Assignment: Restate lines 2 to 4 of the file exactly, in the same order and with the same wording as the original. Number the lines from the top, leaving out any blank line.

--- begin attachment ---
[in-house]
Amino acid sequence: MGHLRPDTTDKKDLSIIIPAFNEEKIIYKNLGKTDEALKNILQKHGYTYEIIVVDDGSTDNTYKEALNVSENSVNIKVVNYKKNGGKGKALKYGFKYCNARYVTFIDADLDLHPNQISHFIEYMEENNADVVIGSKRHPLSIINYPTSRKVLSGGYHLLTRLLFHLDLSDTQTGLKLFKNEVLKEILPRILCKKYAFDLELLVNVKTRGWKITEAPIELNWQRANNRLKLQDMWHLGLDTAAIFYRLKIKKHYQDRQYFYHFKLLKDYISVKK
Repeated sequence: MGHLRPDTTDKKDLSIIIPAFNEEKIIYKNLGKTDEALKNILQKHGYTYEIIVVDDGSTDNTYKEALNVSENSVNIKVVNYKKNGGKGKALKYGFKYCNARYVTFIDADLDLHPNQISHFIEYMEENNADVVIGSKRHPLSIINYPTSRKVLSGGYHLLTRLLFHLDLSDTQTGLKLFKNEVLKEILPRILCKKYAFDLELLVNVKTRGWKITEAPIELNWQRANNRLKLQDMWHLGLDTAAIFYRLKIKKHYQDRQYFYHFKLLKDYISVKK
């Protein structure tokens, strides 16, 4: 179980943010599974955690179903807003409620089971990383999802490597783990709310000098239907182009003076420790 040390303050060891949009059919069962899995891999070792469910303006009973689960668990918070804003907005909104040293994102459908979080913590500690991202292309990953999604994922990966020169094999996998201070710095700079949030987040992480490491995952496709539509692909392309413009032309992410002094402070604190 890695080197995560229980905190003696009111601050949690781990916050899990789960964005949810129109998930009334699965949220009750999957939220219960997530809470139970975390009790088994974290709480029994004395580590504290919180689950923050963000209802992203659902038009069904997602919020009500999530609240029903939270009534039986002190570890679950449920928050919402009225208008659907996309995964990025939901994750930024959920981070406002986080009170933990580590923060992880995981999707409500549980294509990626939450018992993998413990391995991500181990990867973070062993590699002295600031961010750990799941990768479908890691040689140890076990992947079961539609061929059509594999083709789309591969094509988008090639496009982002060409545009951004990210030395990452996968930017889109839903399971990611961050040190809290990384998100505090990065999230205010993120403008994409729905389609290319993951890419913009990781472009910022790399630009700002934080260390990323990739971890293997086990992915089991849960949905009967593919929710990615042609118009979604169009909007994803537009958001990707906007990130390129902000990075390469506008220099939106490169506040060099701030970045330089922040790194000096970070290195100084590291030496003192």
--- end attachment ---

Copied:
Amino acid sequence: MGHLRPDTTDKKDLSIIIPAFNEEKIIYKNLGKTDEALKNILQKHGYTYEIIVVDDGSTDNTYKEALNVSENSVNIKVVNYKKNGGKGKALKYGFKYCNARYVTFIDADLDLHPNQISHFIEYMEENNADVVIGSKRHPLSIINYPTSRKVLSGGYHLLTRLLFHLDLSDTQTGLKLFKNEVLKEILPRILCKKYAFDLELLVNVKTRGWKITEAPIELNWQRANNRLKLQDMWHLGLDTAAIFYRLKIKKHYQDRQYFYHFKLLKDYISVKK
Repeated sequence: MGHLRPDTTDKKDLSIIIPAFNEEKIIYKNLGKTDEALKNILQKHGYTYEIIVVDDGSTDNTYKEALNVSENSVNIKVVNYKKNGGKGKALKYGFKYCNARYVTFIDADLDLHPNQISHFIEYMEENNADVVIGSKRHPLSIINYPTSRKVLSGGYHLLTRLLFHLDLSDTQTGLKLFKNEVLKEILPRILCKKYAFDLELLVNVKTRGWKITEAPIELNWQRANNRLKLQDMWHLGLDTAAIFYRLKIKKHYQDRQYFYHFKLLKDYISVKK
């Protein structure tokens, strides 16, 4: 179980943010599974955690179903807003409620089971990383999802490597783990709310000098239907182009003076420790 040390303050060891949009059919069962899995891999070792469910303006009973689960668990918070804003907005909104040293994102459908979080913590500690991202292309990953999604994922990966020169094999996998201070710095700079949030987040992480490491995952496709539509692909392309413009032309992410002094402070604190 890695080197995560229980905190003696009111601050949690781990916050899990789960964005949810129109998930009334699965949220009750999957939220219960997530809470139970975390009790088994974290709480029994004395580590504290919180689950923050963000209802992203659902038009069904997602919020009500999530609240029903939270009534039986002190570890679950449920928050919402009225208008659907996309995964990025939901994750930024959920981070406002986080009170933990580590923060992880995981999707409500549980294509990626939450018992993998413990391995991500181990990867973070062993590699002295600031961010750990799941990768479908890691040689140890076990992947079961539609061929059509594999083709789309591969094509988008090639496009982002060409545009951004990210030395990452996968930017889109839903399971990611961050040190809290990384998100505090990065999230205010993120403008994409729905389609290319993951890419913009990781472009910022790399630009700002934080260390990323990739971890293997086990992915089991849960949905009967593919929710990615042609118009979604169009909007994803537009958001990707906007990130390129902000990075390469506008220099939106490169506040060099701030970045330089922040790194000096970070290195100084590291030496003192």